Coronation of Maria Feodorovna and Alexander III in 1896,at the Uspensky Sobor of the Moscow Kremlin. On the left of the dais can be seen his young son and heir, the Tsesarevich Nicholas, and behind Nicholas can be seen a young Grand Duke George.Grand Duke Alexander Alexandrovich was born on 10 March 1845 at the Winter Palace in Saint Petersburg, Russian Empire, the second son and third child of Emperor Alexander II of Russia and his first wife Marie of Hesse.

In March 1917, the Russian Tsar Nicholas II Romanov abdicated. A year and a half later his life and the lives of his family were cut short at the hands of the Bolsheviks. The details of the execution of the Romanovs may have remained in shadow forever had it not been for the investigative work carried out by Nikolai Sokolov, whose papers later formed the basis for a further probe by the Russian authorities after the collapse of the Soviet Union.Following the February Revolution, the Romanov family and their loyal servants were imprisoned in the Alexander Palace before being moved to Tobolsk and then Ekaterinburg, where they were killed by the Ural Regional Soviet, allegedly at the express command of Vladimir Lenin. Despite being informed that "the entire family suffered the same fate as its head", the Bolsheviks only announced Nicholas's death,[with the official press release that "Nicholas Romanov's wife and son have been sent to a secure place." For over eight years,the Soviet leadership maintained a systematic web of disinformation as to the fate of the family, from claiming in September 1919 that they were murdered by left-wing revolutionaries to denying outright in April 1922 that they were dead. They acknowledged the murders in 1926 following the publication of an investigation by a White émigré, but maintained that the bodies were destroyed and that Lenin's Cabinet was not responsible. The emergence of Romanov impostors drew media attention away from Soviet Russia, and discussion regarding the fate of the family was suppressed by Joseph Stalin from 1938.The burial site was discovered in 1979 by an amateur sleuth but the existence of the remains was not made public until 1989, during the glasnost period. The identity of the remains was confirmed by forensic and DNA investigation. They were reburied in the Peter and Paul Cathedral in Saint Petersburg in 1998, 80 years after they were killed, in a funeral that was not attended by key members of the Russian Orthodox Church, who disputed the authenticity of the remains. A second, smaller grave containing the remains of two Romanov children missing from the larger grave was discovered by amateur archaeologists in 2007.However, their remains are kept in a state repository pending further DNA tests.In 2008, after considerable and protracted legal wrangling, the Russian Prosecutor General's office rehabilitated the Romanov family as "victims of political repressions".A criminal case was opened by the post-Soviet government in 1993, but nobody was prosecuted on the basis that the perpetrators were dead.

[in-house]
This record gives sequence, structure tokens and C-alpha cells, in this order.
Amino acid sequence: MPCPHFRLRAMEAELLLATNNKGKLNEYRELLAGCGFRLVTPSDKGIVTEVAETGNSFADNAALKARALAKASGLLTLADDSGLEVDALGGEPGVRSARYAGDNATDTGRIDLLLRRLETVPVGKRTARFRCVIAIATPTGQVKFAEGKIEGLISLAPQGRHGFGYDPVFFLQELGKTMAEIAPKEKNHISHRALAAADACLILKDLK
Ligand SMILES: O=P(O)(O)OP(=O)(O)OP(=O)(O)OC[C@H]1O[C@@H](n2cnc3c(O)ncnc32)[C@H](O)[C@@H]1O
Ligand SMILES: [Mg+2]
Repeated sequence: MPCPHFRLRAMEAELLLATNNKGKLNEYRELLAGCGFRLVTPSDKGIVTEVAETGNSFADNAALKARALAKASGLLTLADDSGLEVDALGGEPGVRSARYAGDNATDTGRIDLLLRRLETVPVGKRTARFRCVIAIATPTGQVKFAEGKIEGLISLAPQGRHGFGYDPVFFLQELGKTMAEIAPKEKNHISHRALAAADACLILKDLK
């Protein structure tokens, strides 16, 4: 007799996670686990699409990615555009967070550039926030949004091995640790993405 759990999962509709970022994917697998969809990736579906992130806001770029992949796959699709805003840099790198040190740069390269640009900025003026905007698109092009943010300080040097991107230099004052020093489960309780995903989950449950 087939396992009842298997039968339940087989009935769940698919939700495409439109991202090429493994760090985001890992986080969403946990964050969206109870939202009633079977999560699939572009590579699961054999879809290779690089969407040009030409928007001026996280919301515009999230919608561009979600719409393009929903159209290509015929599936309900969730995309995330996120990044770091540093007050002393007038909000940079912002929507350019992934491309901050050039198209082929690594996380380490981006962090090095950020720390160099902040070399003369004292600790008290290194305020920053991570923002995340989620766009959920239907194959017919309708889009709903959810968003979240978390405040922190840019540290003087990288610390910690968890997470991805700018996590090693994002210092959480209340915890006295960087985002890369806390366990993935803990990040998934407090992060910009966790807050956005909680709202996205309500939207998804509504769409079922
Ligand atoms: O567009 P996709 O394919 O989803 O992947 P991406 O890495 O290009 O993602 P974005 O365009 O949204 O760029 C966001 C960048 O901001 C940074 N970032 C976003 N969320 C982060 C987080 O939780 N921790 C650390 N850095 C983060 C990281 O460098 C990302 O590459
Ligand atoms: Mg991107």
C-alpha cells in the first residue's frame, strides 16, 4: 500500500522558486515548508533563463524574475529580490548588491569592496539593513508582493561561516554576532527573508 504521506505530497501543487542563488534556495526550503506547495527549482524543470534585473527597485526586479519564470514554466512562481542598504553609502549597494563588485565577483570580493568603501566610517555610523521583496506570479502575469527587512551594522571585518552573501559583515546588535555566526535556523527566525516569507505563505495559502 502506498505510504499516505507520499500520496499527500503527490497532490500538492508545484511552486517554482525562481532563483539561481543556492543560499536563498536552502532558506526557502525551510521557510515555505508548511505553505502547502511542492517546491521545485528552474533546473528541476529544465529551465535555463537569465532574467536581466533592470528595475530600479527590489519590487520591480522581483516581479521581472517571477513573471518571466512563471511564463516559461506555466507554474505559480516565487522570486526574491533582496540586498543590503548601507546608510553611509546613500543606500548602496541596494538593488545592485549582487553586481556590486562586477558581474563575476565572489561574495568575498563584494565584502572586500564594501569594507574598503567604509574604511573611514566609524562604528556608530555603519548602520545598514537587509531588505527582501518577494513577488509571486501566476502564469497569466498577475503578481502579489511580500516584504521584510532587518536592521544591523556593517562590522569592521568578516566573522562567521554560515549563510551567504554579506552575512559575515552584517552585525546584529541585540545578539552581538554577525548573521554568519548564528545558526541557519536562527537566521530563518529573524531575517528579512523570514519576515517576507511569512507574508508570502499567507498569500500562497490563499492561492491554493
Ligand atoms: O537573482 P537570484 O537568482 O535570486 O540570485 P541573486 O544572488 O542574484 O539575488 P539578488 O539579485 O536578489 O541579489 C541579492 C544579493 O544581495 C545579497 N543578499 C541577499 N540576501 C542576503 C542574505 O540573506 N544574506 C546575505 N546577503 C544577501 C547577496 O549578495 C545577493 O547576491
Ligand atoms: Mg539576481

The tsar Nicholas II, -tsarina Alexandra, their five children, and their four remaining servants, including the loyal family doctor, Eugene Botkin were awoken by their Bolshevik captors and told they must dress and gather their belongings for a swift nocturnal departure. The White armies, which supported the tsar, were approaching; the prisoners could already hear the boom of the big guns. They gathered in the cellar of the mansion, standing together almost as if they were posing for a family portrait. Alexandra, who was sick, asked for a chair, and Nicholas asked for another one for his only son, 13-year-old Alexei. Two were brought down. They waited there until, suddenly, 11 or 12 heavily armed men filed ominously into the room.What happened next the slaughter of the family and servants—was one of the seminal events of the 20th century, a wanton massacre that shocked the world.